What Happened to Goodbye has exactly what one wants and needs from a Dessen book: Mclean finds herself; along the way she meets some true friends and has to learn just what friendship means — which means learning how to say goodbye instead of leaving and changing names. The setting — here, the failing restaurant called the Luna Blu and it’s cast of employees — is one that is so fully created the reader thinks they’ve been to that restaurant even if the food and service needs a little work. The romance is just the right touch, to say that it’s part of Mclean’s life and it impacts her but it’s not the only thing in her life and it isn’t the sole reason she finally rediscovers her self.

The part of What Happened to Goodbye that captivates me is not all that — though, rest assured, those are things that I enjoyed. What captivates me is Kate, the mother, and how Mclean views both her parents and how the reader views those parents. I was as angry as Mclean at her mother’s betrayal — cheating on her father, getting pregnant, leaving him. Her father loses everything: wife. home. restaurant. Even his love of basketball is gone, because the coach for “his” team is the man who took his wife. Gus Sweet now lives a semi-nomadic existence of living in rental homes, with all his possessions fitting in a small U-haul. Who wouldn’t get mad?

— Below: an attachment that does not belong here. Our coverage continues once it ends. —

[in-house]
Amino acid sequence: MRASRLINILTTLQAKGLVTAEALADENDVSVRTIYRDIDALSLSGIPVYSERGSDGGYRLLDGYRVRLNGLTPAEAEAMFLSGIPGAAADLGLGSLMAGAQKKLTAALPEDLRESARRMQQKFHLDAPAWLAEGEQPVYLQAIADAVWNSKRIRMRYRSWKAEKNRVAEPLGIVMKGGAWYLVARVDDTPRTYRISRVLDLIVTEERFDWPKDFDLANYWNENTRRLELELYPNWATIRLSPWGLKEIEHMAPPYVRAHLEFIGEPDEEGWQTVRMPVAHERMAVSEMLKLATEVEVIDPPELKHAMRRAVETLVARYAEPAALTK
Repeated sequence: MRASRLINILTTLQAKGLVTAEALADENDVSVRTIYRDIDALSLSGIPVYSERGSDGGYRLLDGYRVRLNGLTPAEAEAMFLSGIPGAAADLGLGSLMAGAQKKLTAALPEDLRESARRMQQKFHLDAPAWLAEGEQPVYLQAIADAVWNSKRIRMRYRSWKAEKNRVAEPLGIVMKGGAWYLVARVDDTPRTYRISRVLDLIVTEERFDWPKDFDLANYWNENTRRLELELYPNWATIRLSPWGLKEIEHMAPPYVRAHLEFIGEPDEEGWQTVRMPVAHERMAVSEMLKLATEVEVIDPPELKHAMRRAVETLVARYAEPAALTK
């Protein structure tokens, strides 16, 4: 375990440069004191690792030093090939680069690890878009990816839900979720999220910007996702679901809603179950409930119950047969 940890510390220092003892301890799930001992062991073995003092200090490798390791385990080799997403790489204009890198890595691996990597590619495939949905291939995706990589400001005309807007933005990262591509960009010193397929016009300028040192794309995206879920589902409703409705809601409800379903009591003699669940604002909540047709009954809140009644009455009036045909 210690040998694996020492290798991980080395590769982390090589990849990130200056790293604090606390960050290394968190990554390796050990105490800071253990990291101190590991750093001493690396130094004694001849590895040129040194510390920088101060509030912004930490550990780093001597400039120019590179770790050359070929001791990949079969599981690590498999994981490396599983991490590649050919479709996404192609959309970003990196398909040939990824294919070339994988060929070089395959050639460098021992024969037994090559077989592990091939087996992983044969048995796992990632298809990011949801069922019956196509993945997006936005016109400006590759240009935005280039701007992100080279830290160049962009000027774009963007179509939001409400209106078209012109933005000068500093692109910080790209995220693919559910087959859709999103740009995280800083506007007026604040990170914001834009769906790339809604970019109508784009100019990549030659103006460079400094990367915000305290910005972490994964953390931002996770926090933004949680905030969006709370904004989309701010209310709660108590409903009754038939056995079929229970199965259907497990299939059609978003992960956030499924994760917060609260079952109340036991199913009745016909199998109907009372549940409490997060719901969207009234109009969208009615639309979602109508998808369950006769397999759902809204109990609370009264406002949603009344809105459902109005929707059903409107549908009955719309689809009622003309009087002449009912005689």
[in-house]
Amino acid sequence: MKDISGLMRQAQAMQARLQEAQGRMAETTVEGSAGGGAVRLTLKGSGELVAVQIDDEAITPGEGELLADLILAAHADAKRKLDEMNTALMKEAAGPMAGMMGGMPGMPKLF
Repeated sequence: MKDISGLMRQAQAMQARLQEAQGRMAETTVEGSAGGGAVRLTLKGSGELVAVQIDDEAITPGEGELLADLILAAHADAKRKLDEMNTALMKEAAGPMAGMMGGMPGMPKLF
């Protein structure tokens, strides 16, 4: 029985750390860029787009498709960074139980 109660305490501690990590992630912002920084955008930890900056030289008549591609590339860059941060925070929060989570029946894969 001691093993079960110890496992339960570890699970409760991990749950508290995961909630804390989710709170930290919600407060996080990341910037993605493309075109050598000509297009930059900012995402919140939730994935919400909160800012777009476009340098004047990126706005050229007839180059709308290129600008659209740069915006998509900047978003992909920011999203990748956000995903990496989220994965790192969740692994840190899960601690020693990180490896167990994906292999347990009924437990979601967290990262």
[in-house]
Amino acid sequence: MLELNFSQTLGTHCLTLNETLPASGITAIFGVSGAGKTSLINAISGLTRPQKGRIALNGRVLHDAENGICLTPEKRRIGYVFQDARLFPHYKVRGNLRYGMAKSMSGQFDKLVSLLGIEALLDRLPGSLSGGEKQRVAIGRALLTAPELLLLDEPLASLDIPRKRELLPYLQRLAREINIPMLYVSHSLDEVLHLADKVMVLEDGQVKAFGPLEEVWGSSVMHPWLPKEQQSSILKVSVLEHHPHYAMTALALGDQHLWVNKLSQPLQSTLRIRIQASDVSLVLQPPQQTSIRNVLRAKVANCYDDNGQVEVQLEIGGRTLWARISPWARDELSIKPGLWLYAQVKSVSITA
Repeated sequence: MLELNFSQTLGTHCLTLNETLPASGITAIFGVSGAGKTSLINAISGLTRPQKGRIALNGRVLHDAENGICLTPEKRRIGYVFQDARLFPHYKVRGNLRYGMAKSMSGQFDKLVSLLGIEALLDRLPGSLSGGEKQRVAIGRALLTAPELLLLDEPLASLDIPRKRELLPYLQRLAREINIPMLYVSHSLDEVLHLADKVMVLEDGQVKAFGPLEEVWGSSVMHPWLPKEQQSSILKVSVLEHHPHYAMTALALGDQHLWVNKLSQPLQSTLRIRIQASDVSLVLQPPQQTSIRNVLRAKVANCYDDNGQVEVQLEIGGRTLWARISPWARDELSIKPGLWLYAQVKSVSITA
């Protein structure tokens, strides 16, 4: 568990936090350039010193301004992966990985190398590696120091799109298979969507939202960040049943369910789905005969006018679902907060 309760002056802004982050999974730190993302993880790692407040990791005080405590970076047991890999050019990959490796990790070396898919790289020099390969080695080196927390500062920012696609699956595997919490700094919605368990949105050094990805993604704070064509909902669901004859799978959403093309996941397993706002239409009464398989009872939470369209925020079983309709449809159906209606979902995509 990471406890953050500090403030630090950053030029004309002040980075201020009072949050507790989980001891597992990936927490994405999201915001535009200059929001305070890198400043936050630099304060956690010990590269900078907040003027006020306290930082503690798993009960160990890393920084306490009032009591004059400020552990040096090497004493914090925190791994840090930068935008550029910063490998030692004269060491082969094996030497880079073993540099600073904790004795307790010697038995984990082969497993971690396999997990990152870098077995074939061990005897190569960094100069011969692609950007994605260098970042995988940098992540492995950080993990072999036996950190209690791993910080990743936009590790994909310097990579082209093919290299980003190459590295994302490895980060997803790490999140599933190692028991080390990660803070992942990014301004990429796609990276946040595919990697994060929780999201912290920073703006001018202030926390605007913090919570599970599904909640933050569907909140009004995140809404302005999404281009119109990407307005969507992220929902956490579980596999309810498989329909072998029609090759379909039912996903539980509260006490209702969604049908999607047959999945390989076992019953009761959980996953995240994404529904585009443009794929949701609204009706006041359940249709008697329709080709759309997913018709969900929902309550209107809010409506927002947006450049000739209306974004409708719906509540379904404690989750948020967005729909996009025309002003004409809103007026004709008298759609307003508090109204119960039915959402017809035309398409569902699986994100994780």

And yet. Maybe it’s because I’m an adult reader, more of age with Kate than Mclean. Maybe it’s because I picked up on the subtle clues that Dessen included, even thought it’s Mclean telling the story. Kate and Gus, together for fifteen years, had always been an odd couple. The restaurant was failing long before Hamilton came to town. Gus was a workaholic, with little time for his wife and child outside the restaurant/basketball world he loved. While Mclean sees the situation as pretty black and white (Mom = left = controlling & bad, Dad = abandoned = easygoing & good), she shows details that show more dimension to the complicated relationship than that. Don’t worry — Kate’s story doesn’t overly intrude on Mcleans, and wow, Mom needs some sensitivity to Mclean’s feelings.

What else, before the links? OF COURSE there are Easter Eggs. This is Dessen, after all.